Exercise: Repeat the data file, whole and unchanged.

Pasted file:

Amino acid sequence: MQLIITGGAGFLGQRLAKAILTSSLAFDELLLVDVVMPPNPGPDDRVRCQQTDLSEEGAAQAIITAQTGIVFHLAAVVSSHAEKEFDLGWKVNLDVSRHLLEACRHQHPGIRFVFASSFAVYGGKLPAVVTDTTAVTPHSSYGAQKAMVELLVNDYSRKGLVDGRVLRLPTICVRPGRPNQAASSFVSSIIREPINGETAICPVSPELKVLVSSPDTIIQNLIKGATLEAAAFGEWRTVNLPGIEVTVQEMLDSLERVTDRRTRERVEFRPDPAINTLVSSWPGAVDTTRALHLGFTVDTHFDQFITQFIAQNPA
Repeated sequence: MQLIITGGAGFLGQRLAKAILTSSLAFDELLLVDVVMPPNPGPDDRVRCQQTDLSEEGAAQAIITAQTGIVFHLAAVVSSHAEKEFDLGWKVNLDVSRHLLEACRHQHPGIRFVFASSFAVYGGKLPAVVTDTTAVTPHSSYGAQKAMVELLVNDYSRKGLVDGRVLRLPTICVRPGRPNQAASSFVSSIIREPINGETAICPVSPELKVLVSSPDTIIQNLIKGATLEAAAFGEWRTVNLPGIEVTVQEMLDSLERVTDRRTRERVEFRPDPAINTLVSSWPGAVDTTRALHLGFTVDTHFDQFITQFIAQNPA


Amino acid sequence: MQLIITGGAGFLGQRLAKAILTSSLAFDELLLVDVVMPPNPGPDDRVRCQQTDLSEEGAAQAIITAQTGIVFHLAAVVSSHAEKEFDLGWKVNLDVSRHLLEACRHQHPGIRFVFASSFAVYGGKLPAVVTDTTAVTPHSSYGAQKAMVELLVNDYSRKGLVDGRVLRLPTICVRPGRPNQAASSFVSSIIREPINGETAICPVSPELKVLVSSPDTIIQNLIKGATLEAAAFGEWRTVNLPGIEVTVQEMLDSLERVTDRRTRERVEFRPDPAINTLVSSWPGAVDTTRALHLGFTVDTHFDQFITQFIAQNPA
Repeated sequence: MQLIITGGAGFLGQRLAKAILTSSLAFDELLLVDVVMPPNPGPDDRVRCQQTDLSEEGAAQAIITAQTGIVFHLAAVVSSHAEKEFDLGWKVNLDVSRHLLEACRHQHPGIRFVFASSFAVYGGKLPAVVTDTTAVTPHSSYGAQKAMVELLVNDYSRKGLVDGRVLRLPTICVRPGRPNQAASSFVSSIIREPINGETAICPVSPELKVLVSSPDTIIQNLIKGATLEAAAFGEWRTVNLPGIEVTVQEMLDSLERVTDRRTRERVEFRPDPAINTLVSSWPGAVDTTRALHLGFTVDTHFDQFITQFIAQNPA